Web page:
Oh I had such a good house for you this week. A real mix of yesterday’s post actually so I know you would have loved it. It was all dark and rustic with lots of William Morris velvets… anyway it’s been taken off the market so you can’t see it but just consider a floral velvet sofa with a couple of battered leather armchairs next time you’re redecorating. Instead we are going calming and neutral in this Georgian house. Because this week, what with one thing and another, I need a bit of calm.
And the thing about Georgian houses is that the proportions are always so lovely and the detailing so pretty that you can do anything you like to them and they still look good. It’s the old Kate Moss in a bin bag scenario.
So while here the vendors have opted for a palette of warm neutrals and classic shapes you could totally fill it with mid-century or ultra modern pieces. Or, more likely, a mix of both. This is a Georgian townhouse in Ledbury, Herefordshire, 15 minutes from the train station which goes direct to London, Paddington.
This is the perfect example of a growing post lockdown phenomenon of people wanting to move out of cities to have more space in the country. This is on the market with The Modern House for £575,000 and has three bedrooms, three bathrooms and an office studio space in the loft.
While the garden is small – courtyard town – you are in walking distance of shops, transport links and open countryside. And it’s very pretty with a high street of butchers and bakers. According to Tom Dyckhoff, writing in The Guardian, there’s no candlestick maker but there is a traditional gunmaker…
One thing that’s also good about examining this house is that you will get an understanding of how important it is to assess how colours make you feel before you decorate. You might be desperate for an emerald green sitting room but you need to stop and think about how you feel when surrounded by that colour. It’s something we have talked about a lot but I also think it’s quite instinctive if we take the time to stop and listen to ourselves.
Some of you will look at these rooms and breathe a sigh of relief. Others will feel miserable and drained by the palette and it’s key to know which you are. There are no right or wrong answers here – well it’s only wrong if you ignore your gut. And it’s as important to know what you don’t like as what you do.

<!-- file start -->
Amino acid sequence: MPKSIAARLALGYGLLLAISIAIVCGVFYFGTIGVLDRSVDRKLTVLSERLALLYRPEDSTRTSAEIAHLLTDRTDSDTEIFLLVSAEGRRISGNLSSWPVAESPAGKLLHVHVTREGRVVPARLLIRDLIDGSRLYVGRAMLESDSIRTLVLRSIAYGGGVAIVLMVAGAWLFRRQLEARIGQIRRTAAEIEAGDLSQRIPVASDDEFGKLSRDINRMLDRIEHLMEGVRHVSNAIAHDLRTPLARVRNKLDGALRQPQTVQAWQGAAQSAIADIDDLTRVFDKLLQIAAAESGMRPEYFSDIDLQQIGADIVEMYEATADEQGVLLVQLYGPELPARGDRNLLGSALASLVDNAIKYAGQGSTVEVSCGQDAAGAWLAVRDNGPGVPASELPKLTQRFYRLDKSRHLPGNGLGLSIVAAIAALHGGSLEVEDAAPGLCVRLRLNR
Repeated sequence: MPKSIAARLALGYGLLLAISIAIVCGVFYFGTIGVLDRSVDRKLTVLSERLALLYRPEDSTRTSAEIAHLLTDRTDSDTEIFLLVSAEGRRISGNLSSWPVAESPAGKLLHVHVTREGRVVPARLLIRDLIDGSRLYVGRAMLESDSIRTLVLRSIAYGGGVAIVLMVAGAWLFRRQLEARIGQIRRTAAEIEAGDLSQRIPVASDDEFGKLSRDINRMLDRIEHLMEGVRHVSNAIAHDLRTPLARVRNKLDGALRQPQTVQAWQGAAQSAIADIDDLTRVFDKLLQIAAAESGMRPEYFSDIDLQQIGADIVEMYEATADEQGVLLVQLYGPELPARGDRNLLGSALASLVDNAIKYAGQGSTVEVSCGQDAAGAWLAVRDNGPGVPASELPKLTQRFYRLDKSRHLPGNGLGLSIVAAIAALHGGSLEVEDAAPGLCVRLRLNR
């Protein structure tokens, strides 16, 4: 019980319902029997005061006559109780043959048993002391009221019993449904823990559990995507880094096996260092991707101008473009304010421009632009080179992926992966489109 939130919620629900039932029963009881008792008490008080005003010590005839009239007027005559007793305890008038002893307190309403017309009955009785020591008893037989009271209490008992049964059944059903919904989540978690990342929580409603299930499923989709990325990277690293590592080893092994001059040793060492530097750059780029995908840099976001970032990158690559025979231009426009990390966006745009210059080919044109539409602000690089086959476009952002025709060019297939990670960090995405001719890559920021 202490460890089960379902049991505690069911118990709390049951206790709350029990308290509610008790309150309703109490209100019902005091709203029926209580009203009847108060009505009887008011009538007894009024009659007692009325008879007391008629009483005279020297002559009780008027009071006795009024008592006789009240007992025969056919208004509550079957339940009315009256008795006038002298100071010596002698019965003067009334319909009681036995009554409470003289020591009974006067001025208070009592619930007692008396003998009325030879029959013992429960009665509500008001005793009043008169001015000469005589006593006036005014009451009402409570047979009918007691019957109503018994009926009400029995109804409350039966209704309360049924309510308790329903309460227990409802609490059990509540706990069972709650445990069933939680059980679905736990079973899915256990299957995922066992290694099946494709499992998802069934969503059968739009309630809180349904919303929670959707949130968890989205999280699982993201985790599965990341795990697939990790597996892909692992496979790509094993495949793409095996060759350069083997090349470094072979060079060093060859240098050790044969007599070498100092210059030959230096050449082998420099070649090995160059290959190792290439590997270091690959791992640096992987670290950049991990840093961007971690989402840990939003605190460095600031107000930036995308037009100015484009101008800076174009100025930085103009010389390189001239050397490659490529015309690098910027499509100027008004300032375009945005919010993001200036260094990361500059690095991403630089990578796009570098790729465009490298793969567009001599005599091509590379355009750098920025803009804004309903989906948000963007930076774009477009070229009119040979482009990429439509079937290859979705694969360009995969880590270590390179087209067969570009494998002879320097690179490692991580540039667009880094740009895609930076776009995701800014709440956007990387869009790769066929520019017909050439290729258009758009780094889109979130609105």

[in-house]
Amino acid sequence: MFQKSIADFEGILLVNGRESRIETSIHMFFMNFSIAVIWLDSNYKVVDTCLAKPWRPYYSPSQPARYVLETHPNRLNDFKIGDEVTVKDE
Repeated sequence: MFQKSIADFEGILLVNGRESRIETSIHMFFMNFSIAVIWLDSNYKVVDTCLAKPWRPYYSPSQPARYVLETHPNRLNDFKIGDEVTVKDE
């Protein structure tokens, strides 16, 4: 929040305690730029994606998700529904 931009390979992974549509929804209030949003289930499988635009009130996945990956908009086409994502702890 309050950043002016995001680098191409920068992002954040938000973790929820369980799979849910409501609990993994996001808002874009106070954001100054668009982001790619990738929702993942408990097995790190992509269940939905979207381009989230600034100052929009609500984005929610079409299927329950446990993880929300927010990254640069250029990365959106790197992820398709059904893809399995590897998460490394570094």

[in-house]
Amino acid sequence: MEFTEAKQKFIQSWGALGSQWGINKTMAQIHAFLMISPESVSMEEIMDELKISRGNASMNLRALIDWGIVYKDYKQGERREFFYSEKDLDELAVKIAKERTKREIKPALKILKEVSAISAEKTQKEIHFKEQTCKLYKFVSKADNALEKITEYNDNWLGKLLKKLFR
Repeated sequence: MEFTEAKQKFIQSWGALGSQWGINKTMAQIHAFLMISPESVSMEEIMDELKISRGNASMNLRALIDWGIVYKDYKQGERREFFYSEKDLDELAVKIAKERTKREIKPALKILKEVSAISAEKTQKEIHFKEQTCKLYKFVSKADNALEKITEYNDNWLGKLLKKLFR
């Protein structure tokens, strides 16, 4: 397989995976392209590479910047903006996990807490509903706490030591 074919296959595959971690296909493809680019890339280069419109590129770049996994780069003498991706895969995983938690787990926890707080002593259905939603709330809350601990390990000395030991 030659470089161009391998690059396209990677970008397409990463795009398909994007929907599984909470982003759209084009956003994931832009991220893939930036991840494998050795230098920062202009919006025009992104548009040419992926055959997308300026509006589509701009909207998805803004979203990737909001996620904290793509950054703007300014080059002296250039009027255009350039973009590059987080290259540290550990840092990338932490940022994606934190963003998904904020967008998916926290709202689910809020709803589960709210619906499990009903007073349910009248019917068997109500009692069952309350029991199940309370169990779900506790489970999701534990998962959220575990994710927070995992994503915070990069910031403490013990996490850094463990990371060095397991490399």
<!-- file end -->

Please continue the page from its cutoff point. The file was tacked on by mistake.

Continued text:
The other point to note – if you fall into the category not liking this is what would it need to work for you? A few brighter cushions or a full on repaint? Does a neutral background filled with colour work for you or would you rather strong walls and calmer furniture?
Work it all out and make a note of it so that you can begin to compile a list somewhere (lookout next March I have just thing coming for you) of what your personal style is and how to achieve it. So for me that top image of the sun pouring through the shuttered window is just heavenly and I’m immediately thinking that’s where I’d have my morning coffee.
But the image below that (perhaps the sun hits there later in the day) is another lovely spot and is perfectly styled. This house is a master of styling. The chair isn’t solid so the light passes under and through the arms and stops it blocking the corner. The floor lamp brings height and encourages the idea of sitting down with a book while the coffee can sit on the table. It’s all neutral but warmed by the natural wood and different textures of the curtain and the chair.
Sticking with styling and can you see how the rich wood of the Norman Cherner chair (they’re lovely. Classic and very expensive) links to the grasses in the vase and the glass candlstick on the marble. All those elements warm the wall behind which, if the chair was black and the vases black would be much cooler and stark.
You never use a colour in isolation it always forms part of the whole of a room and in that way you can warm a cool grey or cool a rich pink depending on the tones you put with it.